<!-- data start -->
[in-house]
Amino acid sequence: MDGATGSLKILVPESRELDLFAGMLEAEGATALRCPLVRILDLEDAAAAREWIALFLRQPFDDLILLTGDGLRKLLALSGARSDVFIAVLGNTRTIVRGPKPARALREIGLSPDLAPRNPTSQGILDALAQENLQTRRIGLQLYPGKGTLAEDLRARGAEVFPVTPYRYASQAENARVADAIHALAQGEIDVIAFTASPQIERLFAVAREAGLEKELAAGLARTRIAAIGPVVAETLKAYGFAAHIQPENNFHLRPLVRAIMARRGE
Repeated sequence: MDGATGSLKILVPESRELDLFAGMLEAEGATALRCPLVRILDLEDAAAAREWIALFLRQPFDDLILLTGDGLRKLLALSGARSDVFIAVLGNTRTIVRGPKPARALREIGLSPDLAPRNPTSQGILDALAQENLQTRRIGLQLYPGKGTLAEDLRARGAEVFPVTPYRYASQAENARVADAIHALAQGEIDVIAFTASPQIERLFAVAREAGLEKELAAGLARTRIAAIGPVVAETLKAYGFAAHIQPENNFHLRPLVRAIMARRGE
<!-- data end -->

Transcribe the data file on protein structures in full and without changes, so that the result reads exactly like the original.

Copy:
[in-house]
Amino acid sequence: MDGATGSLKILVPESRELDLFAGMLEAEGATALRCPLVRILDLEDAAAAREWIALFLRQPFDDLILLTGDGLRKLLALSGARSDVFIAVLGNTRTIVRGPKPARALREIGLSPDLAPRNPTSQGILDALAQENLQTRRIGLQLYPGKGTLAEDLRARGAEVFPVTPYRYASQAENARVADAIHALAQGEIDVIAFTASPQIERLFAVAREAGLEKELAAGLARTRIAAIGPVVAETLKAYGFAAHIQPENNFHLRPLVRAIMARRGE
Repeated sequence: MDGATGSLKILVPESRELDLFAGMLEAEGATALRCPLVRILDLEDAAAAREWIALFLRQPFDDLILLTGDGLRKLLALSGARSDVFIAVLGNTRTIVRGPKPARALREIGLSPDLAPRNPTSQGILDALAQENLQTRRIGLQLYPGKGTLAEDLRARGAEVFPVTPYRYASQAENARVADAIHALAQGEIDVIAFTASPQIERLFAVAREAGLEKELAAGLARTRIAAIGPVVAETLKAYGFAAHIQPENNFHLRPLVRAIMARRGE